When the Voyager 2 spacecraft sped through the Saturnian system more than a quarter of a century ago, it came within 90,000 kilometers of the moon Enceladus. Over the course of a few hours, its cameras returned a handful of images that confounded planetary scientists for years. Even by the diverse standards of Saturn’s satellites, Enceladus was an outlier. Its icy surface was as white and bright as fresh snow, and whereas the other airless moons were heavily pocked with craters, Enceladus was mantled in places with extensive plains of smooth, uncratered terrain, a clear sign of past internally driven geologic activity. At just over 500 kilometers across, Enceladus seemed far too small to generate much heat on its own. Yet something unusual had clearly happened to this body to erase vast tracts of its cratering record so completely.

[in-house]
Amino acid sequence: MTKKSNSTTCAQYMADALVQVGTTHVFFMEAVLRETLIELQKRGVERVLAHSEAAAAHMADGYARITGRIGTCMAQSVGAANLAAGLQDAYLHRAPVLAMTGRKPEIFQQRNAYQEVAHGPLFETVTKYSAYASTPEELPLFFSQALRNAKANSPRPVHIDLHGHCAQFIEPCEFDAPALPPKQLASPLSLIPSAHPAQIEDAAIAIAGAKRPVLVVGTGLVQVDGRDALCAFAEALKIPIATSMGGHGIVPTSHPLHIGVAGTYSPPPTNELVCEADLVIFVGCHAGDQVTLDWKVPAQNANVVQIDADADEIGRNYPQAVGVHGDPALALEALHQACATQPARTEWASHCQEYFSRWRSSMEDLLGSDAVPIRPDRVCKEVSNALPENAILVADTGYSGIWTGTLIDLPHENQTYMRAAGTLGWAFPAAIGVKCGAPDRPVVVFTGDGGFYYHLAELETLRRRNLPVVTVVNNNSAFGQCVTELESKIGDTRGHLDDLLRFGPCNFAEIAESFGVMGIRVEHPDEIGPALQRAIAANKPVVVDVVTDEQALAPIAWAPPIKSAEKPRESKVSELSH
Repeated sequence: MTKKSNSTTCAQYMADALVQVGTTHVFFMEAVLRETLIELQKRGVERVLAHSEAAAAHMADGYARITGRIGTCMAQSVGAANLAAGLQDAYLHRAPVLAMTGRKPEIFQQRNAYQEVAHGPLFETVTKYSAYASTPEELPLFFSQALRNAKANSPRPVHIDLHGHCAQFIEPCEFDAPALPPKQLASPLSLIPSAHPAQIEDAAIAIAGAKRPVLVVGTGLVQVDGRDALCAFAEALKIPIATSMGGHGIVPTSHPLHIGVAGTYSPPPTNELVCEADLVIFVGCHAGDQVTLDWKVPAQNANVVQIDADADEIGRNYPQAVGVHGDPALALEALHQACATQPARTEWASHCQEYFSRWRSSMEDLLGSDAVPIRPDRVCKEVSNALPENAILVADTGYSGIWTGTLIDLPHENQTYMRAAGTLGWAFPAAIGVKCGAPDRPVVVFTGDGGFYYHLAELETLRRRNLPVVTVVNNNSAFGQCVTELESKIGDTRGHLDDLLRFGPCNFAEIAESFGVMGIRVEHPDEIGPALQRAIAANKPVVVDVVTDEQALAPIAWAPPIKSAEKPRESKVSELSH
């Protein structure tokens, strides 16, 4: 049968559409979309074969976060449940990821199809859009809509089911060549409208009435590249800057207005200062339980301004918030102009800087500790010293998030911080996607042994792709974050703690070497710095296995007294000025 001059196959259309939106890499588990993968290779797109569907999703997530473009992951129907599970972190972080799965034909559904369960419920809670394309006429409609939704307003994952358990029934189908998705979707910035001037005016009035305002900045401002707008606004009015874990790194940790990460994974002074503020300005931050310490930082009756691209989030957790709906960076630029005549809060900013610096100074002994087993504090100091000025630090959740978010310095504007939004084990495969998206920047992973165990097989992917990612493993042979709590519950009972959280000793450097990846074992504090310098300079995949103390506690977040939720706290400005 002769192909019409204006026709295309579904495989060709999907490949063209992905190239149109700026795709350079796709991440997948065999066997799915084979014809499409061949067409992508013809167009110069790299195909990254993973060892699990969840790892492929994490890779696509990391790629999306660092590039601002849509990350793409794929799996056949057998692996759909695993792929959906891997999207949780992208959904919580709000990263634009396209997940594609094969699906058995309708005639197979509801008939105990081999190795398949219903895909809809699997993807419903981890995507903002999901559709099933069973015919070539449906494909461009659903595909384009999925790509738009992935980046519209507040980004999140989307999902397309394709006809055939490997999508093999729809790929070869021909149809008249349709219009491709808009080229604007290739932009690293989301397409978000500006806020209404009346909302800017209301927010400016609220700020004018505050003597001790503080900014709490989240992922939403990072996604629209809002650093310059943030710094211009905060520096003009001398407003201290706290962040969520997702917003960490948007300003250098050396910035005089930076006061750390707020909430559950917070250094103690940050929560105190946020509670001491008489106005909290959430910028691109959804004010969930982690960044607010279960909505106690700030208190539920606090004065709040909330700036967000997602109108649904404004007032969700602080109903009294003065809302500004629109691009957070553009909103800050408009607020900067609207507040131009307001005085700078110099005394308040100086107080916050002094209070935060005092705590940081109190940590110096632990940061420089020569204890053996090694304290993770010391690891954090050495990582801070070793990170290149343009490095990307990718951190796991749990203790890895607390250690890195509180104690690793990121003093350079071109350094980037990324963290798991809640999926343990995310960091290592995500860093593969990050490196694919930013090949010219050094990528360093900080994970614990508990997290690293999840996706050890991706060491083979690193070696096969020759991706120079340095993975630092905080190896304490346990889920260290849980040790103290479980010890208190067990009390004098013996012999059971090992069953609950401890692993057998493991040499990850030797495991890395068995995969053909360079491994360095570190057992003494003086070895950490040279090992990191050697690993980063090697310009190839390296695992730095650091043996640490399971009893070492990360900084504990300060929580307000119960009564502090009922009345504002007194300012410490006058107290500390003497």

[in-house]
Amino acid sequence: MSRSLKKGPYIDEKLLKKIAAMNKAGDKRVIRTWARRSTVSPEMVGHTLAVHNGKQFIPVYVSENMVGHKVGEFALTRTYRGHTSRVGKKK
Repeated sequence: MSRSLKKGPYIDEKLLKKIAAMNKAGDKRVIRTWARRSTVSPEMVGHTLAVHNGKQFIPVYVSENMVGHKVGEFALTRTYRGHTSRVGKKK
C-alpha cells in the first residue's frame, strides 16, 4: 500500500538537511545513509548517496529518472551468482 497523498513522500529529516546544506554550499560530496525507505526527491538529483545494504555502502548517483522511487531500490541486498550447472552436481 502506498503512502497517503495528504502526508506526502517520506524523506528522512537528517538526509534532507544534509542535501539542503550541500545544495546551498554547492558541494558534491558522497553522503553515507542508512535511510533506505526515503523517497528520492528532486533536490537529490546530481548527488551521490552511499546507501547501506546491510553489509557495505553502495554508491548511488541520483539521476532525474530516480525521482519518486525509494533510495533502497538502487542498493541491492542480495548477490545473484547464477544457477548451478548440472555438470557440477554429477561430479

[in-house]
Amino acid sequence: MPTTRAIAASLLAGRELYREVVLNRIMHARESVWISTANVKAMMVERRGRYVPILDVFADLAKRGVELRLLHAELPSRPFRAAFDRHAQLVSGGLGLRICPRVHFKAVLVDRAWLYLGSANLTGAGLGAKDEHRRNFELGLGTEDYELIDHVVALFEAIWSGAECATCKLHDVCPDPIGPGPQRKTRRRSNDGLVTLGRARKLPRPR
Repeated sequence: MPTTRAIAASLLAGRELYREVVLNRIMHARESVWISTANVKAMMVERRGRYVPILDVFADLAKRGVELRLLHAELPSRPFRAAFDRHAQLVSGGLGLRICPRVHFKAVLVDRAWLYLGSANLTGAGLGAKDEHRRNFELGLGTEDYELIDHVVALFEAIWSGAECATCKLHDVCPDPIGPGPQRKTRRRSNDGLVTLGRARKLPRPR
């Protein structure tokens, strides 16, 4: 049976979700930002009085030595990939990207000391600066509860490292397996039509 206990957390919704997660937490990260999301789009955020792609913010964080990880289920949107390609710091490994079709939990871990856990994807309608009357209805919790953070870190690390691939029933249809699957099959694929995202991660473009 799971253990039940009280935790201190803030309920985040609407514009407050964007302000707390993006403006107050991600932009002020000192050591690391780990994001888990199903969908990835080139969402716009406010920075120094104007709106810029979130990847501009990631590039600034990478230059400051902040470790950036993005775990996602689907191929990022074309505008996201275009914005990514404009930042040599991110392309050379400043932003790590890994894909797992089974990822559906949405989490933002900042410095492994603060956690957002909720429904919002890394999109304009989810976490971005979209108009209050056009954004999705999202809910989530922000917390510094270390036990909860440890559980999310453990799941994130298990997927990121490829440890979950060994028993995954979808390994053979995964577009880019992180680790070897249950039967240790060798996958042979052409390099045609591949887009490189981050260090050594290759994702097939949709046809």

Voyager’s brief encounter allowed no more than a cursory look, and, in hindsight, its imaging coverage of Enceladus was terribly unfortunate: a few medium-resolution images of the northern hemisphere, some low-resolution coverage in the south, and none of the south pole. We had no idea what we had missed.